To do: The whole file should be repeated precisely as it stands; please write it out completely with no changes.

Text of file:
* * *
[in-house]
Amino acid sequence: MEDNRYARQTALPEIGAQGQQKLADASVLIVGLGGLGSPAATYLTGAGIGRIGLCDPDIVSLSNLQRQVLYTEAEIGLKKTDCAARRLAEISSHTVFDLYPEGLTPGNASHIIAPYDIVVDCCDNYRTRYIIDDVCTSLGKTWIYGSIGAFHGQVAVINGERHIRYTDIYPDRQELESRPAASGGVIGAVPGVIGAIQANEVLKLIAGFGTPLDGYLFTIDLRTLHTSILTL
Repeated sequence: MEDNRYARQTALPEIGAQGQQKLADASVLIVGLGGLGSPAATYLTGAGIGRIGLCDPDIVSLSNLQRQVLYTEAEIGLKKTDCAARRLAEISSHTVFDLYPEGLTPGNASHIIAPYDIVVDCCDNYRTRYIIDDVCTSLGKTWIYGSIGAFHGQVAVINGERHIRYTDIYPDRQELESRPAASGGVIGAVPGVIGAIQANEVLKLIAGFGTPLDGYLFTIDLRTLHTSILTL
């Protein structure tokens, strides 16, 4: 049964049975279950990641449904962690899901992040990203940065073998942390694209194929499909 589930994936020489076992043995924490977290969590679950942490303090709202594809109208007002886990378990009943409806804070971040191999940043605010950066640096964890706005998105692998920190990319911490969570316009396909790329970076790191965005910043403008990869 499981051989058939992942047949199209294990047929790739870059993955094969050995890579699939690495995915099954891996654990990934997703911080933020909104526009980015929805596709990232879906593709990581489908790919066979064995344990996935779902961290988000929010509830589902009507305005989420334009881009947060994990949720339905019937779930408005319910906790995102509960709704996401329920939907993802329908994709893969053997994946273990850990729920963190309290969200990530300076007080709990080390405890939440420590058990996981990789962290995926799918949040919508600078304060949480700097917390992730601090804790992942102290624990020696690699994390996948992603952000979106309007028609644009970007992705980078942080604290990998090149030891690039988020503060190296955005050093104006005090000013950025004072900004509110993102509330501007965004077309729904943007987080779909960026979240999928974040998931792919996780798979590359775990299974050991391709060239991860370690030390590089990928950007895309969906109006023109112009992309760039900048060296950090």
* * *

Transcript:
[in-house]
Amino acid sequence: MEDNRYARQTALPEIGAQGQQKLADASVLIVGLGGLGSPAATYLTGAGIGRIGLCDPDIVSLSNLQRQVLYTEAEIGLKKTDCAARRLAEISSHTVFDLYPEGLTPGNASHIIAPYDIVVDCCDNYRTRYIIDDVCTSLGKTWIYGSIGAFHGQVAVINGERHIRYTDIYPDRQELESRPAASGGVIGAVPGVIGAIQANEVLKLIAGFGTPLDGYLFTIDLRTLHTSILTL
Repeated sequence: MEDNRYARQTALPEIGAQGQQKLADASVLIVGLGGLGSPAATYLTGAGIGRIGLCDPDIVSLSNLQRQVLYTEAEIGLKKTDCAARRLAEISSHTVFDLYPEGLTPGNASHIIAPYDIVVDCCDNYRTRYIIDDVCTSLGKTWIYGSIGAFHGQVAVINGERHIRYTDIYPDRQELESRPAASGGVIGAVPGVIGAIQANEVLKLIAGFGTPLDGYLFTIDLRTLHTSILTL
């Protein structure tokens, strides 16, 4: 049964049975279950990641449904962690899901992040990203940065073998942390694209194929499909 589930994936020489076992043995924490977290969590679950942490303090709202594809109208007002886990378990009943409806804070971040191999940043605010950066640096964890706005998105692998920190990319911490969570316009396909790329970076790191965005910043403008990869 499981051989058939992942047949199209294990047929790739870059993955094969050995890579699939690495995915099954891996654990990934997703911080933020909104526009980015929805596709990232879906593709990581489908790919066979064995344990996935779902961290988000929010509830589902009507305005989420334009881009947060994990949720339905019937779930408005319910906790995102509960709704996401329920939907993802329908994709893969053997994946273990850990729920963190309290969200990530300076007080709990080390405890939440420590058990996981990789962290995926799918949040919508600078304060949480700097917390992730601090804790992942102290624990020696690699994390996948992603952000979106309007028609644009970007992705980078942080604290990998090149030891690039988020503060190296955005050093104006005090000013950025004072900004509110993102509330501007965004077309729904943007987080779909960026979240999928974040998931792919996780798979590359775990299974050991391709060239991860370690030390590089990928950007895309969906109006023109112009992309760039900048060296950090």